We spoke with Tom Cramer, an Oregon native and veritable Portland institution, about the sources of inspiration for his show Oregon Landmarks.

WW: What drew you to the Northwest landscape this time?

Tom Cramer: For one thing, it's in my blood. I was born here, and so were both of my parents. Politically, this has always been a liberal, libertarian state; it's never been part of the military-industrial complex. Geologically, the land itself is a microcosm of the planet Earth. You could shoot a Hollywood Western here and make it look like west Texas; there are rainforests that look like Costa Rica; the Cascades look like the Swiss Alps. It's amazing. It's as if—if you wanted to manufacture every possible landscape on earth, you could find it in Oregon.

I see the beauty you're portraying in the work, but in some pieces I detect some sinister undercurrents.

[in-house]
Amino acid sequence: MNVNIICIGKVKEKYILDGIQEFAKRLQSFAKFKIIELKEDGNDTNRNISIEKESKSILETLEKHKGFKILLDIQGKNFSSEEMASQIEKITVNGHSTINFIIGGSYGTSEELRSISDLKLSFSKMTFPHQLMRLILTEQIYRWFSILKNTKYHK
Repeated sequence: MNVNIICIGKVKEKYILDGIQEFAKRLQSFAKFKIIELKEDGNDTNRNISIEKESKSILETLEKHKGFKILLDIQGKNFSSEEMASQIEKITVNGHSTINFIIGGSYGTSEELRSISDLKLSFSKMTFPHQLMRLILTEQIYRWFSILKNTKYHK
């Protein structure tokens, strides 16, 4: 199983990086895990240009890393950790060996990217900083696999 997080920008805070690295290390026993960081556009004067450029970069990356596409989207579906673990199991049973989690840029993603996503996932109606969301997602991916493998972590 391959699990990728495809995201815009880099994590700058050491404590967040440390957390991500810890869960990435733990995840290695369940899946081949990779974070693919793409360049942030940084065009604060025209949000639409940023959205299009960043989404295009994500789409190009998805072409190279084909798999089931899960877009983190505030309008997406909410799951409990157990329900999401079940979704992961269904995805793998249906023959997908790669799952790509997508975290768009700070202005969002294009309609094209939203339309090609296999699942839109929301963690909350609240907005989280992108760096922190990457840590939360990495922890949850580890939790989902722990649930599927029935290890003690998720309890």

Yes. There's a connection between the sinister and the romantic. I think there's something scary and Brothers Grimm-like in the old-growth forests. When you go to the Columbia River Gorge and Crater Lake and certain parts of the coast, there's a primal, Black Forest, fairy-tale kind of spiritual power. I have a piece called Oneonta Gorge, which...is literally like walking into a pussy or a womb or a cave…. There's a sense of the dark side: a dread, an angst straight out of Richard Wagner and Francis Bacon and the Doors. It's a romantic view of late nights and hangovers and loneliness and desperation.

Why do you like metallics so much?

The pragmatic answer is that it unifies all the visual information. The other component is that it adds a holographic, 3-D effect and a polish. I'm very attracted to jewels and jewelry and things that are ornamental and affluent-looking. It's a Heideggerian concept: If it looks beautiful, it is beautiful. I like beauty. I think we're living in an ugly age, and I'm rebelling against that.

SEE IT: Laura Russo Gallery, 805 NW 21st Ave., 226-2754, laurarusso.com. Closes May 28.